Kulkarni’s other proposal would amend the state Constitution to give people the right to possess, use and grow cannabis as long as they are at least 21 years old.

Over 100 towns and villages opt out of New York recreational cannabis

Over 100 towns and villages opt out of New York recreational cannabis

towns and villages opt out of New York recreational cannabis industry
As the pieces begin falling into place to allow the New York recreational cannabis industry to begin operations, some local towns and villages are saying no to legal weed.

New data provided by the Associations of Towns of New York State indicates that around 9% of communities have opted out of the zoning portion of recreational marijuana legalization. How many towns is that? Across the state there are 84 of them that have opted out of both retail sale of marijuana and on-site consumption of cannabis.

The same can be said for villages. Around 9%, or 46 villages in New York have opted out of the law, leaving potentially millions in revenue on the table as New York recreational cannabis expands across the state.

For towns and villages that opt out of the New York recreational cannabis program, businesses will not be able to open if they sell or allow patrons to consume cannabis in their establishments.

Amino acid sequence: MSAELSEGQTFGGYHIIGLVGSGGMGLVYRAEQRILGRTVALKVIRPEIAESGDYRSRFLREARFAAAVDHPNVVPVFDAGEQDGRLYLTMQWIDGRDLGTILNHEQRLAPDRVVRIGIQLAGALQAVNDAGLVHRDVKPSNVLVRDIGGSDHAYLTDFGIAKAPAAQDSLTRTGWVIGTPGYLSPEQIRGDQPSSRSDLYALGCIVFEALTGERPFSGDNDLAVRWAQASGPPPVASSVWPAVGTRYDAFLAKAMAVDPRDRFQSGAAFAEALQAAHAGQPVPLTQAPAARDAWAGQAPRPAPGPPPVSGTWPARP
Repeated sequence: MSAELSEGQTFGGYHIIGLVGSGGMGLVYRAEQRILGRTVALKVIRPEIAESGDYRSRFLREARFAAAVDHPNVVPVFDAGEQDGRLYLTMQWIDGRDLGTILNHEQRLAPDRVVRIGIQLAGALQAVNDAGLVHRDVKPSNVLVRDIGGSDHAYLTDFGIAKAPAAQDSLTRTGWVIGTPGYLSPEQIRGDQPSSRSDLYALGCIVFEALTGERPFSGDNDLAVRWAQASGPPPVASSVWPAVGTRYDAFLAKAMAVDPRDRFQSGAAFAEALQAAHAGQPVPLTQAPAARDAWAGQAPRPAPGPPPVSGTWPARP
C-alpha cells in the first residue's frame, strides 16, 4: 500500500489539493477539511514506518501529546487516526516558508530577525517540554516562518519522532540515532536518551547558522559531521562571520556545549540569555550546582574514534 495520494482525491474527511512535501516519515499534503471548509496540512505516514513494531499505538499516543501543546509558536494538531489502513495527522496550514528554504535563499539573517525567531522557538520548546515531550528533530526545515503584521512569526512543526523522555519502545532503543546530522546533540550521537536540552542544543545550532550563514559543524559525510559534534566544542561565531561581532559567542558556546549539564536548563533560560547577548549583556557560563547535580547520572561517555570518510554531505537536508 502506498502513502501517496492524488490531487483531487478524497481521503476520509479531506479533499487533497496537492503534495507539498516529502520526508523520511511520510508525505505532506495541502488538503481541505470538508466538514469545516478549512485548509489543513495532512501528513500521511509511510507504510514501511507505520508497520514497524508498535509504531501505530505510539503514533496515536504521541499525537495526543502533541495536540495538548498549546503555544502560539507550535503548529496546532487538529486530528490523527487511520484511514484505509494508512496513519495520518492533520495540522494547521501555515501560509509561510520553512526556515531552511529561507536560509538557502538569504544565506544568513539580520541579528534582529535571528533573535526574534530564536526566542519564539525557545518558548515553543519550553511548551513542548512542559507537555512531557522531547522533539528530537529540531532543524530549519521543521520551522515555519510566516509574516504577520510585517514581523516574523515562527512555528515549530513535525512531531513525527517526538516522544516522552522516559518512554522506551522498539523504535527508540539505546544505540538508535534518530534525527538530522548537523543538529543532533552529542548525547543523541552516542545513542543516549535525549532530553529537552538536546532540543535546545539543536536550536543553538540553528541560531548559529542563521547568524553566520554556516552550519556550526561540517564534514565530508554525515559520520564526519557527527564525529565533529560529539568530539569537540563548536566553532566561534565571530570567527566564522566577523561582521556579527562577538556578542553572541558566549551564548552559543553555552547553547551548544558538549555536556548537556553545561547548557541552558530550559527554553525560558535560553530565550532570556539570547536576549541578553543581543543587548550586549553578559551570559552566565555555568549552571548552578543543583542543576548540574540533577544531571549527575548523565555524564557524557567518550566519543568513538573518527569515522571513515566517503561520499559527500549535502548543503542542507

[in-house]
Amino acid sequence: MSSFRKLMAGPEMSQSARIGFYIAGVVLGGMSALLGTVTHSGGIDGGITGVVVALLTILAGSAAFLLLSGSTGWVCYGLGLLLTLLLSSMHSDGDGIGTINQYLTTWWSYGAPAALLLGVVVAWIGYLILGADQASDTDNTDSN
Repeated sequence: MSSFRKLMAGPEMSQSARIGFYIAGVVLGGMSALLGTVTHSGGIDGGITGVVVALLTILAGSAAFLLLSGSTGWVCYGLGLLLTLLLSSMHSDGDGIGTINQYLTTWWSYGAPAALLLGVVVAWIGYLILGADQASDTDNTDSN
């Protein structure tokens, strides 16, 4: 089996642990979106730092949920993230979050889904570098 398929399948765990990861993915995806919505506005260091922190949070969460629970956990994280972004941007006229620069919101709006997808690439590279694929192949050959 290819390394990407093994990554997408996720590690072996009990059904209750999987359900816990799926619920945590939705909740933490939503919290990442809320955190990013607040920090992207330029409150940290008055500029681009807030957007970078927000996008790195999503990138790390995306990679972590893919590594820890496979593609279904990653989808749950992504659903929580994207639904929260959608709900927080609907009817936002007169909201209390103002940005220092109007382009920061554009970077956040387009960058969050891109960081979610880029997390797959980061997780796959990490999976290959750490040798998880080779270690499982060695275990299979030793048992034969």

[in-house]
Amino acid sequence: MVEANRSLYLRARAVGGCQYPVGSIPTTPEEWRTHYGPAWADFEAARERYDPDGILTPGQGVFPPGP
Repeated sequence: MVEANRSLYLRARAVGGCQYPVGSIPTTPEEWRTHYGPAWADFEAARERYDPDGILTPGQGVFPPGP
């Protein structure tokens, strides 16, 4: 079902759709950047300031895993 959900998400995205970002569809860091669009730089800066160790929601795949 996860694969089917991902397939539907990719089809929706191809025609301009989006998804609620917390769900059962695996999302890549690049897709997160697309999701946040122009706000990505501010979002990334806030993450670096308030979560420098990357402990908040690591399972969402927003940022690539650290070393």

There is still time for towns and villages opt out, however it does not look like the majority feel the same as the hundred or so that have already. “At this point, it appears there is not a major wave of opt-outs sweeping across the state,” Chris Anderson, research director for the Association of Towns recently said.

“We expect to see some more activity, but it’s certainly pretty late in the game. We have a good indication now it will be a low opt-out percentage statewide.”

There are hundreds of towns and villages across New York state, with the 120+ that have opted out making up a very small minority. It is likely that these towns and villages will see their surrounding communities generate revenue from recreational business while they miss out.